Terrie and I attended the San Diego Ballet’s “Evening of Jazz and Dance” yesterday.
It’s always inspiring to see people doing creative things excellently, like young people with fluid and sinuous movements.
But since I’m a theologian, my thoughts inevitably turn to theology.
During the performance, it occurred to me that there is an important analogy between God and dance (and music). Dance is a matter of form–tempo, rhythm, motion but above all the form of the body, its shape, its posture, the arrangement of head, hands, and limbs, as in a painting composition.
As form, dance is not about something or the expression of something. It simply is something. It doesn’t re-present something, it simply is presentation. When we see dancing, we don’t seek something behind the movement, looking for a meaning. The motion that we see is the whole thing.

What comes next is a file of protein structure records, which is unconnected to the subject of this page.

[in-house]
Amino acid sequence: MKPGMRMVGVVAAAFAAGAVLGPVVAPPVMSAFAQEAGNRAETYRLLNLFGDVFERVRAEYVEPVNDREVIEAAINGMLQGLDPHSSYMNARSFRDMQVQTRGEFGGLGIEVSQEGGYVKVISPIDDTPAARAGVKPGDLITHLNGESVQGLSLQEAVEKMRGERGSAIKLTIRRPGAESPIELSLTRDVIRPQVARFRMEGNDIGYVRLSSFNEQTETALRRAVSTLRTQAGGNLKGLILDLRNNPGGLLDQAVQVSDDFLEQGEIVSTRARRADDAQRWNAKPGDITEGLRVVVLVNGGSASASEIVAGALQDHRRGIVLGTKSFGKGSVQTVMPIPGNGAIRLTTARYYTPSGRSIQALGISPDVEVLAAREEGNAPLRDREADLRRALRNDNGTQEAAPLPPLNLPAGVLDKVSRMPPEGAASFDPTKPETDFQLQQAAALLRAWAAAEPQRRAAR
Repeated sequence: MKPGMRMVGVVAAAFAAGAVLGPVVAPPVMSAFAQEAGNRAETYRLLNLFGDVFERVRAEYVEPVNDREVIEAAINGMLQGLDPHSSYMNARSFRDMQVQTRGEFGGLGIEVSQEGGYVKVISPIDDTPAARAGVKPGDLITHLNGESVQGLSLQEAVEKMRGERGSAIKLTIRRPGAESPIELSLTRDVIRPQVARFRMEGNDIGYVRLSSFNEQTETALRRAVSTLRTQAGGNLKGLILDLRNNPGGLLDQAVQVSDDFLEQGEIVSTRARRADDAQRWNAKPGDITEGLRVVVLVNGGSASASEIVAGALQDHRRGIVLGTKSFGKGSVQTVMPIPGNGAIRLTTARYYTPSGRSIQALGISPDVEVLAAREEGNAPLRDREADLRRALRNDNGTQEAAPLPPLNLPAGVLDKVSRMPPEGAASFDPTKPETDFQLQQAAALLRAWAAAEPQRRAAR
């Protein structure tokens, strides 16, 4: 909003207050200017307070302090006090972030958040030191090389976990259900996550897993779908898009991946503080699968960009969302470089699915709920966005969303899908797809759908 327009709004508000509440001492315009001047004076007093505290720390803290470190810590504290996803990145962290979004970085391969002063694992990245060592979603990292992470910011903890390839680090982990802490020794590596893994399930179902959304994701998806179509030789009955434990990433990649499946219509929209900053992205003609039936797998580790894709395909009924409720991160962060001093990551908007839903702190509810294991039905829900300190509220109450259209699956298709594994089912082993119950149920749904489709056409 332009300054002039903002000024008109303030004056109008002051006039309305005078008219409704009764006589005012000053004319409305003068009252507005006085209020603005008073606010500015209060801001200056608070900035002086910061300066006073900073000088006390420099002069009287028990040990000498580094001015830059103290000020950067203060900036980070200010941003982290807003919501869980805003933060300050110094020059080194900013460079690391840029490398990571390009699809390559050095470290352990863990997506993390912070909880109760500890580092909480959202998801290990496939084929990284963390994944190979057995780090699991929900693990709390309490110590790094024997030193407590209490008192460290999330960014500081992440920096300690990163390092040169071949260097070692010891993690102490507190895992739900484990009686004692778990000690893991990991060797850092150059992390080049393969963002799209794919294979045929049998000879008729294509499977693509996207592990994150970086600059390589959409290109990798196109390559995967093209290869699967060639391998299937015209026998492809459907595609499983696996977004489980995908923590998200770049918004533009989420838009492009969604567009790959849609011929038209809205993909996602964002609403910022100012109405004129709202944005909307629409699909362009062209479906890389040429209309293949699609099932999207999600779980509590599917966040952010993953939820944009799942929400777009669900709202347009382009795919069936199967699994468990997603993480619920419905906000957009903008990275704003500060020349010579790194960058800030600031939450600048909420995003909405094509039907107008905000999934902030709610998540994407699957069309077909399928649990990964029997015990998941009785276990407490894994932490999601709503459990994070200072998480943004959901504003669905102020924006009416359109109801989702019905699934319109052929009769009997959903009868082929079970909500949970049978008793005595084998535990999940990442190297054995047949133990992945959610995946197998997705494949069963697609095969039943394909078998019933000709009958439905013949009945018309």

There is, then a wonderful superficiality in dance (and music)–not superficial as in shallow, but superficial in the sense that everything lies on the surface, available for seeing. We see the motion and hear the sounds, but not in order to get at something deeper. There is nothing deeper; the motion and the sound are the depth.
There is a tradition in theology, going back to Aristotle, that thinks of God as form. Like dance, God is not about something or the expression of something. God simply is. As in dance, there is nothing behind God that would provide the real meaning of God. As in the experience of dance, in encountering God we experience the reality itself, not a reality being mediated to us by an expression.
With God, the divine form, given in the movement of revelation, is not the re-presentation of something behind the revelation or deeper. The form lies right on the surface of revelation’s movement.
You can learn a lot from dance (and music).